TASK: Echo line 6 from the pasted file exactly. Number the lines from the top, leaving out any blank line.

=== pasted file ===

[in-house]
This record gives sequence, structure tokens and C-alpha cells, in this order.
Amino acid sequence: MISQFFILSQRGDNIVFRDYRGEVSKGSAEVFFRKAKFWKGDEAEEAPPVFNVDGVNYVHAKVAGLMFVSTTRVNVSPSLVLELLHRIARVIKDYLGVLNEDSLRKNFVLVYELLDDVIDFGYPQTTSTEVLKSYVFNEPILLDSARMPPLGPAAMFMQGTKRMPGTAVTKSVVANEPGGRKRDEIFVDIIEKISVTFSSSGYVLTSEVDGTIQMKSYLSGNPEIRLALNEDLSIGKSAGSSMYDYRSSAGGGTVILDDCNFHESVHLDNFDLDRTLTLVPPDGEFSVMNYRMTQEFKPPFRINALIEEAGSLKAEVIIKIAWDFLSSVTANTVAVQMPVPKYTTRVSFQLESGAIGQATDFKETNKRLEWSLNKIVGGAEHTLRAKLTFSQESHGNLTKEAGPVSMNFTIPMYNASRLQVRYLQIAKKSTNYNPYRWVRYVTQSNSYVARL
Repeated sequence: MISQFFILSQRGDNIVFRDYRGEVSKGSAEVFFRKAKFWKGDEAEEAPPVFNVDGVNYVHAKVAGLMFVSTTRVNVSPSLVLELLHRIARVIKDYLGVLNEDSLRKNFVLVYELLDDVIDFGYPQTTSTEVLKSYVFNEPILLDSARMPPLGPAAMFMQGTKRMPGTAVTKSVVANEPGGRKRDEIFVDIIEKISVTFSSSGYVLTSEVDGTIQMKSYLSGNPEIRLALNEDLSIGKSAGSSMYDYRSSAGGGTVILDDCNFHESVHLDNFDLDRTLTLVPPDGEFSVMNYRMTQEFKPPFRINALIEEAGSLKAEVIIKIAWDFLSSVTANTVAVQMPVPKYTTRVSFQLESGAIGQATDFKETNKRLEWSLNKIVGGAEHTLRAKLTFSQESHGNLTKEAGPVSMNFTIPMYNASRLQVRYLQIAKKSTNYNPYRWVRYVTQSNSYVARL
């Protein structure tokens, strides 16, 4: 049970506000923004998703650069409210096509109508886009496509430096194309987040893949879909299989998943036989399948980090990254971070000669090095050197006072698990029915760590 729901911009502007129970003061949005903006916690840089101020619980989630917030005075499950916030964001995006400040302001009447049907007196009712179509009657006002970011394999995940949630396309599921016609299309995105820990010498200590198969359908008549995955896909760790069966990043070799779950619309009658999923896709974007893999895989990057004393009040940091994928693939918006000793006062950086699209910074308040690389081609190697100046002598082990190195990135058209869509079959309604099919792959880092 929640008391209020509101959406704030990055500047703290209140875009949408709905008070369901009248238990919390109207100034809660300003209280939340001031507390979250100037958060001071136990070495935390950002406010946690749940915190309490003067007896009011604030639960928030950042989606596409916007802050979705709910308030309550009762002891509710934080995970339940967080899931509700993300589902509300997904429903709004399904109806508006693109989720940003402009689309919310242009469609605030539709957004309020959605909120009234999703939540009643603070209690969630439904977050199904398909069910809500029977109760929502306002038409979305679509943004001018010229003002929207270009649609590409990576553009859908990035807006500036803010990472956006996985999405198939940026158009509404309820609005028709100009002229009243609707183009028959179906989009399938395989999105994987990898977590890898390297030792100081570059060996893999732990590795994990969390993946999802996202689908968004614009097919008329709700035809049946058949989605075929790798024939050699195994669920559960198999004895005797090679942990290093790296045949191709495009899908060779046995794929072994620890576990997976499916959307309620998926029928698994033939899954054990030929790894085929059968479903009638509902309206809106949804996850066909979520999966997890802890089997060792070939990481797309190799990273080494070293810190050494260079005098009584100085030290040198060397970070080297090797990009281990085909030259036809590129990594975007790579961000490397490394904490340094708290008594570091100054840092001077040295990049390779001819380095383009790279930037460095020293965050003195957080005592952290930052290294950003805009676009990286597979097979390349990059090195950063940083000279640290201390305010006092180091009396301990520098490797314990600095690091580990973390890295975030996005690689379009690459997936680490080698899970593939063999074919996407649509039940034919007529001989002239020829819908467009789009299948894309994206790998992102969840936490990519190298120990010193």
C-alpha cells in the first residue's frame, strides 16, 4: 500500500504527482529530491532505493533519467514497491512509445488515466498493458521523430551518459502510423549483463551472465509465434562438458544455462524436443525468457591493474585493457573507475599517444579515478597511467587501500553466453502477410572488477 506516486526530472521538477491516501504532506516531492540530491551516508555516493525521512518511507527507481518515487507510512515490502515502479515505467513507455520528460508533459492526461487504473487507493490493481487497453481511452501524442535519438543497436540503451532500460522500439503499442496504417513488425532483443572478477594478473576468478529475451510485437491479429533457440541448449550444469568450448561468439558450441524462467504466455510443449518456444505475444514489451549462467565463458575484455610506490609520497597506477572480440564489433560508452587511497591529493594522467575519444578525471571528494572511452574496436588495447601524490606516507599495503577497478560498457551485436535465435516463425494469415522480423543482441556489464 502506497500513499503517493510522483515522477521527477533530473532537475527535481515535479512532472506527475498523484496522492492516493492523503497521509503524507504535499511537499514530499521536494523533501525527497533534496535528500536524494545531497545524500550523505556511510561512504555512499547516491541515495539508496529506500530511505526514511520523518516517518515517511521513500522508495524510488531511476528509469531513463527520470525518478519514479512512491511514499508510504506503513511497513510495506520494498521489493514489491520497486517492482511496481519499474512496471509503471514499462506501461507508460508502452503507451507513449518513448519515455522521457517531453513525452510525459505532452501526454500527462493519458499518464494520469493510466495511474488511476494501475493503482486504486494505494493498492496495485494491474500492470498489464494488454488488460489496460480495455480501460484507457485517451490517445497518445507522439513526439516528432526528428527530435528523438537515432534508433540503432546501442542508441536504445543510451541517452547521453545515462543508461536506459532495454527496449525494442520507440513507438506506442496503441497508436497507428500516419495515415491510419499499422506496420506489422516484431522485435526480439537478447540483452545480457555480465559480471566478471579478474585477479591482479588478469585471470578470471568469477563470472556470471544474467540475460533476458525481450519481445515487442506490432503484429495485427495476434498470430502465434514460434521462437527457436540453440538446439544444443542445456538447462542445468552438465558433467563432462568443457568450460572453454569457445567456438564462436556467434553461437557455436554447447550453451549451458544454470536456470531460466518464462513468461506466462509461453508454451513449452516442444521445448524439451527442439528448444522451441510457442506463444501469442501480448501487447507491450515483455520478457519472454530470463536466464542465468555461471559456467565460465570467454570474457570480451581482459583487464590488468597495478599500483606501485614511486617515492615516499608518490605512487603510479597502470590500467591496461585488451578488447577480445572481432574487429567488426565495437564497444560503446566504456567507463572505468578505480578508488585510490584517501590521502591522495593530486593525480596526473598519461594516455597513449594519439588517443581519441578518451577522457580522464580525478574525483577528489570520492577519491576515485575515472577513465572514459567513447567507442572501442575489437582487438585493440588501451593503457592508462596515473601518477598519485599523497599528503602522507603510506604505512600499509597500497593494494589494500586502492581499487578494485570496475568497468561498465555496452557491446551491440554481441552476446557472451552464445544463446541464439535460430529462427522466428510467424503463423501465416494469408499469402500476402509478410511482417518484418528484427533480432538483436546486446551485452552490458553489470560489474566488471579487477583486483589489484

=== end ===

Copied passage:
C-alpha cells in the first residue's frame, strides 16, 4: 500500500504527482529530491532505493533519467514497491512509445488515466498493458521523430551518459502510423549483463551472465509465434562438458544455462524436443525468457591493474585493457573507475599517444579515478597511467587501500553466453502477410572488477 506516486526530472521538477491516501504532506516531492540530491551516508555516493525521512518511507527507481518515487507510512515490502515502479515505467513507455520528460508533459492526461487504473487507493490493481487497453481511452501524442535519438543497436540503451532500460522500439503499442496504417513488425532483443572478477594478473576468478529475451510485437491479429533457440541448449550444469568450448561468439558450441524462467504466455510443449518456444505475444514489451549462467565463458575484455610506490609520497597506477572480440564489433560508452587511497591529493594522467575519444578525471571528494572511452574496436588495447601524490606516507599495503577497478560498457551485436535465435516463425494469415522480423543482441556489464 502506497500513499503517493510522483515522477521527477533530473532537475527535481515535479512532472506527475498523484496522492492516493492523503497521509503524507504535499511537499514530499521536494523533501525527497533534496535528500536524494545531497545524500550523505556511510561512504555512499547516491541515495539508496529506500530511505526514511520523518516517518515517511521513500522508495524510488531511476528509469531513463527520470525518478519514479512512491511514499508510504506503513511497513510495506520494498521489493514489491520497486517492482511496481519499474512496471509503471514499462506501461507508460508502452503507451507513449518513448519515455522521457517531453513525452510525459505532452501526454500527462493519458499518464494520469493510466495511474488511476494501475493503482486504486494505494493498492496495485494491474500492470498489464494488454488488460489496460480495455480501460484507457485517451490517445497518445507522439513526439516528432526528428527530435528523438537515432534508433540503432546501442542508441536504445543510451541517452547521453545515462543508461536506459532495454527496449525494442520507440513507438506506442496503441497508436497507428500516419495515415491510419499499422506496420506489422516484431522485435526480439537478447540483452545480457555480465559480471566478471579478474585477479591482479588478469585471470578470471568469477563470472556470471544474467540475460533476458525481450519481445515487442506490432503484429495485427495476434498470430502465434514460434521462437527457436540453440538446439544444443542445456538447462542445468552438465558433467563432462568443457568450460572453454569457445567456438564462436556467434553461437557455436554447447550453451549451458544454470536456470531460466518464462513468461506466462509461453508454451513449452516442444521445448524439451527442439528448444522451441510457442506463444501469442501480448501487447507491450515483455520478457519472454530470463536466464542465468555461471559456467565460465570467454570474457570480451581482459583487464590488468597495478599500483606501485614511486617515492615516499608518490605512487603510479597502470590500467591496461585488451578488447577480445572481432574487429567488426565495437564497444560503446566504456567507463572505468578505480578508488585510490584517501590521502591522495593530486593525480596526473598519461594516455597513449594519439588517443581519441578518451577522457580522464580525478574525483577528489570520492577519491576515485575515472577513465572514459567513447567507442572501442575489437582487438585493440588501451593503457592508462596515473601518477598519485599523497599528503602522507603510506604505512600499509597500497593494494589494500586502492581499487578494485570496475568497468561498465555496452557491446551491440554481441552476446557472451552464445544463446541464439535460430529462427522466428510467424503463423501465416494469408499469402500476402509478410511482417518484418528484427533480432538483436546486446551485452552490458553489470560489474566488471579487477583486483589489484